Fishing Industry Reps Rip Partial WA Lead Ban

Fishing industry representatives are deriding a partial lead-fishing-tackle ban on a dozen lakes in Washington that will go into effect next spring.

The new rules passed last weekend to protect rare common loons from ingesting weights and jigs and dying from lead toxicosis missed the mark on several levels, they say.

“Saturday will go down in Washington history as a landmark day in the restriction of fishing opportunity for all outdoorsmen, not just trout fishing,” says Marc Marcantonio, a former fisheries biologist, tournament bass angler and lead-tackle manufacturer who lives in Steilacoom. “This was not a scientific decision, but a political one.”

American Sportfishing Association vice president Gordon Robertson says the issue of lead and loons is an emotional one, but “in reality, only a small number of loons die each year from ingesting a lead sinker or jig. Other mortality factors – shoreline development, pollutants such as sewage and run-off – account for the vast majority of loon and other waterfowl deaths.”

In a press release, he also says that loon advocates can point to only nine deaths in the past 13 years as directly attributable to swallowing lead tackle. Only two of those were on the lakes in question, Marcantonio says, a total he calls “statistically insignificant.”

The new rules, passed unanimously by the eight members of the Washington Fish & Wildlife Commission in attendance Dec. 4 (Chairwoman Miranda Wecker was absent), will prohibit anglers from using lead weights and jigs measuring an inch and a half or less along their longest axis at:

Ferry and Swan Lakes, Ferry County

Calligan and Hancock Lakes, King County

Bonaparte, Blue and Lost Lakes, Okanogan County

Big Meadow, South Skookum and Yocum Lakes, Pend Oreille County

Pierre Lake, Stevens County

Hozomeen Lake, Whatcom County.

Commissioners also banned flies with lead at Long Lake in Ferry County.

All 13 waters are known loon breeding grounds. They’re mostly mountain lakes stocked by the state with trout fry, though at least two get catchables annually and one of those, Pierre, also features bass fishing. Some have U.S. Forest Service campgrounds. The three in Western Washington, however, are difficult to access.

BLUE STARS INDICATE THE LOCATION OF THE LAKES WHERE PARTIAL LEAD RESTRICTIONS WILL GO INTO EFFECT MAY 1, 2011. (WDFW)

You will still be able to fish them with spinners, spoons, plugs, plastics, unweighted flies and nonlead-based jigs. Nonlead-based weights will be allowed too.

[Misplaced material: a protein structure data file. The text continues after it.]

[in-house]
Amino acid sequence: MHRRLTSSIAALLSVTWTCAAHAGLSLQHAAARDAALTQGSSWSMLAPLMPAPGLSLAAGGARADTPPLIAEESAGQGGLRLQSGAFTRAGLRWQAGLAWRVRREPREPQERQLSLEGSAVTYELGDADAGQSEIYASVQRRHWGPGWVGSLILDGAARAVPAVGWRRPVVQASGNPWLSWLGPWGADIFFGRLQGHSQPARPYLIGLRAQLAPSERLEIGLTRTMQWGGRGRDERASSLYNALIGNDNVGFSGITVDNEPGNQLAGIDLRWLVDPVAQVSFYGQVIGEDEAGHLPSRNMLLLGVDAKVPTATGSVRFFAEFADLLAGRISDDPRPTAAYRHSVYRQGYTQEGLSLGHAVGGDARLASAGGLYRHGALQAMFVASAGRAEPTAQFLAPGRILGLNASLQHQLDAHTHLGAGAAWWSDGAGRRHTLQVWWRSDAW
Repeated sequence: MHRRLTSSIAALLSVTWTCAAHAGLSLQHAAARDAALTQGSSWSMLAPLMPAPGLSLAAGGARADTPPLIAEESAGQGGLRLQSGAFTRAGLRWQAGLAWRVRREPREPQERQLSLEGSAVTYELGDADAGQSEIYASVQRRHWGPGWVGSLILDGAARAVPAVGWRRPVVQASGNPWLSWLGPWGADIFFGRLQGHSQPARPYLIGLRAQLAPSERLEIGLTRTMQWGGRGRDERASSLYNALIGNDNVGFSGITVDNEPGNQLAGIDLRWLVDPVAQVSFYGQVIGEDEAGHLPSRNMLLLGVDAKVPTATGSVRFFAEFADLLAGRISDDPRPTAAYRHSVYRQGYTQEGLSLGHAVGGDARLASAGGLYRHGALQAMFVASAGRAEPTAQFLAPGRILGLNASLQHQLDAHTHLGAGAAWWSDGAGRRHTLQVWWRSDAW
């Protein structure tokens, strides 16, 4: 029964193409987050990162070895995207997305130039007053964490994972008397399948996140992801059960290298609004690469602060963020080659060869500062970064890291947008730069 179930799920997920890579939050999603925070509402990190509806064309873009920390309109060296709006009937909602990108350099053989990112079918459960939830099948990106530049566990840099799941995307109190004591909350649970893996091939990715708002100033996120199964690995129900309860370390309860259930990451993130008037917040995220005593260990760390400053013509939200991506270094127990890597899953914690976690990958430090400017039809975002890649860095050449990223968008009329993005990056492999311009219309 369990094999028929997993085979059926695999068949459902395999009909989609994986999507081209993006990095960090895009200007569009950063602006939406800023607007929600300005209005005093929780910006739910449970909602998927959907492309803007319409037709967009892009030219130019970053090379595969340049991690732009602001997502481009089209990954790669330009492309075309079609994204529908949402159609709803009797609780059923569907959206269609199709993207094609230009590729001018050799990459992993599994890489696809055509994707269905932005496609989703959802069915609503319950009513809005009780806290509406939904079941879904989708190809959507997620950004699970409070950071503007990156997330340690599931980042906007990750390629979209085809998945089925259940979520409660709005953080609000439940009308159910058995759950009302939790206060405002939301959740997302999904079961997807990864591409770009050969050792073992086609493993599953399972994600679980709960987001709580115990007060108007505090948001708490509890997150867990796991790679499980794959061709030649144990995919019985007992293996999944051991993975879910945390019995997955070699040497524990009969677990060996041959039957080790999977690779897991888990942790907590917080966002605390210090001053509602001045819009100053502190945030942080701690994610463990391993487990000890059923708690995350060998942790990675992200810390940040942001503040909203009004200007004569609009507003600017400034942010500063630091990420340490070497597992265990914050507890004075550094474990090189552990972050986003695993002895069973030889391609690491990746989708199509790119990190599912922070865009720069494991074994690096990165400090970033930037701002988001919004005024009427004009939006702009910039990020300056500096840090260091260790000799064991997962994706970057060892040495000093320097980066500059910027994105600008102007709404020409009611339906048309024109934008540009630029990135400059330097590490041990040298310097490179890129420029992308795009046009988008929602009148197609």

The original proposal came up last year and would have outlawed lead weights of 1/2 ounce or less and jigs under an inch and a half, but the commission followed WDFW staff advice and tabled the proposal for more study.

A citizen’s advisory group was formed, including members of the sportfishing and loon advocacy communities. Then, last summer, after looking at science WDFW had collected, it was asked to rate four regulatory options, from a complete ban on all lead tackle at the 13 lakes to two different partial bans to keeping all gear options legal. The poles — total and no bans — got the most support.

While Marcantonio, Robertson and others question the science, one of the commissioners points to it as the reason he voted for the partial restriction.

“While I supported it for conservation of loons, I did this because of good data and good science,” Commissioner Rollie Schmitten of Lake Wenatchee told this blog earlier this week. “I would be cautious about a proliferation of other similar proposals without good data and good science.”

However, Marcantonio says a 2010 paper on loons was ignored. It’s a 187-page dissertation by University of Massachusetts-Amherst grad student Kyle P. McCarthy that evaluates what disturbs loons at remote Lake Umbagog on the New Hampshire-Maine border and how global warming is moving the species north. Washington is at the southern edge of their range.

The fishery advocates are also disappointed that the Fish & Wildlife Commission passed on their alternate approach to dealing with the issue.

It “incorporated a comprehensive community-based, scientific study of loon and waterfowl mortality and an education program for fishing and boating enthusiasts to minimize disturbances and threats to loons and other water birds,” says the press release from ASA as well as The Washington Chapter of the Bass Anglers Sportsmen’s Society, The Bass Federation, the Cascade Musky Association and Northwest Sportfishing Industry Association.

“Our proposal provided a measured and studied approach to a decision that should not have been made until adequate data was available,” said Mark Byrne with Washington B.A.S.S.

The fear is that the new rules are a wedge to open more restrictive regulations that will extend well beyond a baker’s dozen of somewhat remote lakes.

“The environmentalists will use this decision in many future opportunities as leverage to stop the use of hooks, line, and anything else that they can think of by saying it may hurt loons, or whales, or any other animal they can imagine,” argues Marcantonio. “Anglers and hunters have no idea how they were just stabbed in the back by the very agency that is supposed to serve them. Director Phil Anderson wants support from anglers and he treats them like this?”

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